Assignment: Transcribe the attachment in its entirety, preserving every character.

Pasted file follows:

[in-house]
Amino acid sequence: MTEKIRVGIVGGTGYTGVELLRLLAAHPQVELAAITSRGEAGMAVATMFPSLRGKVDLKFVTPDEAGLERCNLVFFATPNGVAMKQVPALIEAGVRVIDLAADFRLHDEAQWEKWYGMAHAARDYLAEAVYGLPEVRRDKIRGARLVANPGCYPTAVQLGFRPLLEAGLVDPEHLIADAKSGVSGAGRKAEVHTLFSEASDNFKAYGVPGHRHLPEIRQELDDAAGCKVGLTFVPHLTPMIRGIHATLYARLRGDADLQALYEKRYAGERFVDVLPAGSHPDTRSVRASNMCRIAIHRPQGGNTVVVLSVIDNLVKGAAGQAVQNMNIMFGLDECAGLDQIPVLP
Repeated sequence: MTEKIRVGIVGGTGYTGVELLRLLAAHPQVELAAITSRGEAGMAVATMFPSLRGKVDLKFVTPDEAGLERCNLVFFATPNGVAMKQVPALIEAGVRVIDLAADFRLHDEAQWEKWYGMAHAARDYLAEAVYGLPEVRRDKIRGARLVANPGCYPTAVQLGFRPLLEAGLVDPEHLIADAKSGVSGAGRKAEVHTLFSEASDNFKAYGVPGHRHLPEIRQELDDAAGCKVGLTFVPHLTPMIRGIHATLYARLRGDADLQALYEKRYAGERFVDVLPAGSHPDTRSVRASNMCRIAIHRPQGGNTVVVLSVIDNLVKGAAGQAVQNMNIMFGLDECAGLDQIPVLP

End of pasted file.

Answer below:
[in-house]
Amino acid sequence: MTEKIRVGIVGGTGYTGVELLRLLAAHPQVELAAITSRGEAGMAVATMFPSLRGKVDLKFVTPDEAGLERCNLVFFATPNGVAMKQVPALIEAGVRVIDLAADFRLHDEAQWEKWYGMAHAARDYLAEAVYGLPEVRRDKIRGARLVANPGCYPTAVQLGFRPLLEAGLVDPEHLIADAKSGVSGAGRKAEVHTLFSEASDNFKAYGVPGHRHLPEIRQELDDAAGCKVGLTFVPHLTPMIRGIHATLYARLRGDADLQALYEKRYAGERFVDVLPAGSHPDTRSVRASNMCRIAIHRPQGGNTVVVLSVIDNLVKGAAGQAVQNMNIMFGLDECAGLDQIPVLP
Repeated sequence: MTEKIRVGIVGGTGYTGVELLRLLAAHPQVELAAITSRGEAGMAVATMFPSLRGKVDLKFVTPDEAGLERCNLVFFATPNGVAMKQVPALIEAGVRVIDLAADFRLHDEAQWEKWYGMAHAARDYLAEAVYGLPEVRRDKIRGARLVANPGCYPTAVQLGFRPLLEAGLVDPEHLIADAKSGVSGAGRKAEVHTLFSEASDNFKAYGVPGHRHLPEIRQELDDAAGCKVGLTFVPHLTPMIRGIHATLYARLRGDADLQALYEKRYAGERFVDVLPAGSHPDTRSVRASNMCRIAIHRPQGGNTVVVLSVIDNLVKGAAGQAVQNMNIMFGLDECAGLDQIPVLP